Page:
Banning of Gender-Affirming Care for Minors in Tennessee

Shyanne Dougherty analyzes the poor justification and harmful impact of the new law against gender-affirming care in Tennessee.


Bill Lee, the Governor of Tennessee, recently signed a law that bans drag shows that could be seen by minors, and the use of gender-affirming treatment in minors. The law will allow continued access to gender-affirming treatment until March 31 2024, for those whose treatment has begun or will have begun by July 1 2023. After March 31 2024, the law stipulates that the Attorney General may fine health care providers up to $25,000 per violation. Any patients reliant on such treatments after March 31 2024 must find alternative options for continued care, such as ordering treatment online or leaving the state. This law is a direct violation of the duties of healthcare providers, spreads an anti-transgender agenda, and raises ethical concerns related to equity, and justice, while potentially harming patients.

Photo Credit: Carol M. Highsmith’s America, Library of Congress collection. Digitally enhanced by rawpixel. Image Description: Tennessee State Capitol building.

One critical consideration in favour of passing such a law is a common concept in healthcare: do minors have the capacity to make life-altering decisions about their healthcare? A reason for the law is that it supposedly protects vulnerable minors from making potentially irreversible decisions about their body while they lack the maturity to make such decisions. This argument might have merit when considering the impulsive nature of children and the fact that childhood often involves instances of identity crises. However, some patients impacted by this law are in the mature minor category. Laws in many jurisdictions recognize that an age range exists where an individual is considered a mature minor, meaning they are mature enough to make informed decisions about their health and well-being. Tennessee is no exception. According to the mature-minor-doctrine in Tennessee, patients under the age of 7 are considered to lack the capacity to make healthcare decisions and parental consent for any treatment is required. Between the ages of 7 and 14, there is a rebuttable presumption that the individual does not have the capacity; thus, physicians are to err on the side of parental consent for treatments. When dealing with patients between 14-18 years old, however, physicians should assume the patient has capacity and can provide treatment without parental consent unless there is reason to believe that the individual is not sufficiently mature to have a full understanding and appreciation of the consequences of their decision. Given that a medical criteria for starting on gender-affirming treatments like puberty blockers is the onset of puberty, which typically occurs between the ages of 8-13 for females, and 9-14 for males, the majority of patients seeking gender affirming care are either in the middle category where capacity is questionable, or in the mature minor category where capacity can be assumed.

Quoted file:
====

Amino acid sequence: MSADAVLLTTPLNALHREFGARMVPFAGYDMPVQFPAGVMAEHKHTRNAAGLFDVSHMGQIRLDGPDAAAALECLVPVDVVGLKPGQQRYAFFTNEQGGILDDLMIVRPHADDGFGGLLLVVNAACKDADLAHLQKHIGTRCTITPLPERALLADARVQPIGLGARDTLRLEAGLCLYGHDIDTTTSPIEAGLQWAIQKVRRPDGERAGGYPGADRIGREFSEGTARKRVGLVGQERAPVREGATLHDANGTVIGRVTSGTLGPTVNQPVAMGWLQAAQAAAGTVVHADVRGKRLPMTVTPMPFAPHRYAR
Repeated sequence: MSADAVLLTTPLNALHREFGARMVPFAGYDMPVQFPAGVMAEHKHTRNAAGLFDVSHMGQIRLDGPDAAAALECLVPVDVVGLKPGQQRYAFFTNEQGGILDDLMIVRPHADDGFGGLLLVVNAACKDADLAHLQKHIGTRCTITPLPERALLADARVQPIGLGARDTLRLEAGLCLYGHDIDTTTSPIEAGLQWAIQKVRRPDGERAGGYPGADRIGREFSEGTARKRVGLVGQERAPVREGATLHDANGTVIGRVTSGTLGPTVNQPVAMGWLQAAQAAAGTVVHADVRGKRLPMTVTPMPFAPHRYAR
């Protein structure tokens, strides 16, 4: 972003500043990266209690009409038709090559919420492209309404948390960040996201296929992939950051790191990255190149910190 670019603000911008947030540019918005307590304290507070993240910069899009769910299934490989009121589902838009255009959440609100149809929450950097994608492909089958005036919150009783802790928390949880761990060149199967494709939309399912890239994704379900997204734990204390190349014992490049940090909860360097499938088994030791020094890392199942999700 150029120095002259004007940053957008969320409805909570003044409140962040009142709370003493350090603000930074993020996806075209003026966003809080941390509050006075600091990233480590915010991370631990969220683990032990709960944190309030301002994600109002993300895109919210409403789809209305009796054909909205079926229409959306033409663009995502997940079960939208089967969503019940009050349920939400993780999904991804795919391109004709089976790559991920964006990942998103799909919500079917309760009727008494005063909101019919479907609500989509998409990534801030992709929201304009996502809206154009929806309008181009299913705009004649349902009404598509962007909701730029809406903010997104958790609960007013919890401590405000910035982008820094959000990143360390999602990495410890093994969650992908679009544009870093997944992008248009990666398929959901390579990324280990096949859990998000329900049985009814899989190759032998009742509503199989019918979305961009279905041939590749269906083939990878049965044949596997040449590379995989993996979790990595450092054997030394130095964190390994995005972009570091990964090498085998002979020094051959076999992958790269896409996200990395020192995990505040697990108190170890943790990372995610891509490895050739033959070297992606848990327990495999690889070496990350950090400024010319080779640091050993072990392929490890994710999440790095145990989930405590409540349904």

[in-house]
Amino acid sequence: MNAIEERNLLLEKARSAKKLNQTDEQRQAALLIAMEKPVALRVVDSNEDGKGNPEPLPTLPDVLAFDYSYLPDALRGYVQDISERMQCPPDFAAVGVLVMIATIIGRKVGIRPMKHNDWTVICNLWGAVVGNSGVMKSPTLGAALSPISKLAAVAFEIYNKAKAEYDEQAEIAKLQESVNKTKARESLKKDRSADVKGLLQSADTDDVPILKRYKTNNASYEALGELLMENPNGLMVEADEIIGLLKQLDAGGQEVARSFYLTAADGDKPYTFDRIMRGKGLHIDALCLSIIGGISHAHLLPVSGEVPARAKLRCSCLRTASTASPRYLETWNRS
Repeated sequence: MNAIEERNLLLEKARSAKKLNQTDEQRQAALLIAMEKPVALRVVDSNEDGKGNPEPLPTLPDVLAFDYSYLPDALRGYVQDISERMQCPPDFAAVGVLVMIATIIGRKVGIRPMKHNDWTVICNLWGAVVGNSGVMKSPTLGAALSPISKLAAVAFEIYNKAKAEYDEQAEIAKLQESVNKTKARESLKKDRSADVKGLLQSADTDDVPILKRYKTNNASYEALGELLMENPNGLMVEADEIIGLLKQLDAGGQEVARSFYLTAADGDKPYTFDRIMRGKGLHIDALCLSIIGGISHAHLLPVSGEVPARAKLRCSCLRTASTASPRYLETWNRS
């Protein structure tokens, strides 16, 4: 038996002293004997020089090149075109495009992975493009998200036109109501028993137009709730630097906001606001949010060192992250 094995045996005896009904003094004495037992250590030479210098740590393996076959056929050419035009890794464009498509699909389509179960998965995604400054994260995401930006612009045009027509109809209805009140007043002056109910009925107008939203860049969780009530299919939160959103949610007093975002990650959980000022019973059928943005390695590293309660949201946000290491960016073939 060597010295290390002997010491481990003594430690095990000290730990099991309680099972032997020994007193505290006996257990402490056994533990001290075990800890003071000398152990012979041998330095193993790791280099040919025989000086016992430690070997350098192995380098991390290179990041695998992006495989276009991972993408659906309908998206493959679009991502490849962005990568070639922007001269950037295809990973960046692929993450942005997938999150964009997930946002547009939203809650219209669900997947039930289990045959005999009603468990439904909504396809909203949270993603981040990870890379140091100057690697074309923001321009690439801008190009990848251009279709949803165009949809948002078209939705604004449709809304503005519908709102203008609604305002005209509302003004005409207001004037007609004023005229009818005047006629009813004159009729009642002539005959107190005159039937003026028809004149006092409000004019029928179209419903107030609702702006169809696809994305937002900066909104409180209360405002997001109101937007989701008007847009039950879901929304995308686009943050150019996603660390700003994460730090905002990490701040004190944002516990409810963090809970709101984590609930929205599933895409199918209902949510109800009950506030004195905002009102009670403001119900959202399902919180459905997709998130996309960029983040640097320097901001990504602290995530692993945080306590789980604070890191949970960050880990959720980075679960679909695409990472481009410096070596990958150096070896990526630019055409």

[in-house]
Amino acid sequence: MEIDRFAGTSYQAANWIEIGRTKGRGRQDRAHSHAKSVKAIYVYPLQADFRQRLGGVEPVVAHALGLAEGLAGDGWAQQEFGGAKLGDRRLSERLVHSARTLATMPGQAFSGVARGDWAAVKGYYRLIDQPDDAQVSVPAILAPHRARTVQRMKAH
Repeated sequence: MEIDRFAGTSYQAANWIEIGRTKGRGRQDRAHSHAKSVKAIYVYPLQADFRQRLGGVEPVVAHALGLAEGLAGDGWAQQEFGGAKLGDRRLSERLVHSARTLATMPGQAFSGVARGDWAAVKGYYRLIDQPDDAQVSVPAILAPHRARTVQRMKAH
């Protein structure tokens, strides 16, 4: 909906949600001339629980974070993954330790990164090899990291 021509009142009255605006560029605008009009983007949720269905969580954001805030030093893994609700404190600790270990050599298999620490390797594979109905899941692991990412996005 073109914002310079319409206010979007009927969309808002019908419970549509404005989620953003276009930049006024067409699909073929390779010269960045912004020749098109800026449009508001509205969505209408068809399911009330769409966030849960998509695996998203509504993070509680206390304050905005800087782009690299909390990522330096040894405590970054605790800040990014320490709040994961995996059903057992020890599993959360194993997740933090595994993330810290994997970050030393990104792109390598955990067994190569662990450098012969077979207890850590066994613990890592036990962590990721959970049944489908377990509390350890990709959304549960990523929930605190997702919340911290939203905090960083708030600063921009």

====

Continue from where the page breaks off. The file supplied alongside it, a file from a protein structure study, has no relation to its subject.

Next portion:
Tennessee’s own rules about mature minors supports that mature minors can make sound health, well-being, medical care, and bodily decisions. Why, then, is there a need to ban gender-affirming care for all minors? Mature minors can make their own decisions to seek gender-affirming treatment. This gap between the state’s understanding of capacity for decision-making and the ban on gender-affirming care in minors suggests that the state’s goal is to push an agenda against the LGBTQ community rather than to protect vulnerable minors. The pairing in this bill between the ban of gender-affirming health services and ban on drag shows helps to support this claim.

This misalignment between protecting patients and the ban on gender-affirming care is also evident when examining how the ban infringes on the healthcare system’s critical principles and values. Physicians are required to treat patients with understanding, sympathy, and respect, to avoid doing harm, and to do good for their patients whenever possible. Denying an informed and fully capable patient their request for gender-affirming care for no medical reason is not respecting the individual’s autonomy and needs. This denial of gender-affirming care can also harm mental health and, consequentially, the patient’s overall well-being. There is a high correlation between gender dysphoria and depression and anxiety. Since gender dysphoria can be treated through gender-affirming treatments, this treatment is a critical component in maintaining patients’ mental health.

This anti-trans Tennessee law seems to put physicians in an untenable position of having to choose between fulfilling their ethical obligations to patients or self-preservation by avoiding legal action against them. The law also puts minors in a desperate situation where they are denied health care options to help alleviate gender dysphoria, which again, is highly correlated with depression and anxiety. Not only does this law remove a very viable treatment option for gender dysphoria-caused depression and anxiety, but it might also add to it. Many trans individuals have responded in the media with anxiety about whether they will be allowed to exist in public without being policed over their gender or identity presentation. The law has a far greater impact than merely banning gender-affirming care for minors; it spreads an anti-transgender message and could be a step toward criminalizing it.


Shyanne Dougherty is a Master of Health Ethics student at Memorial University.

%d bloggers like this: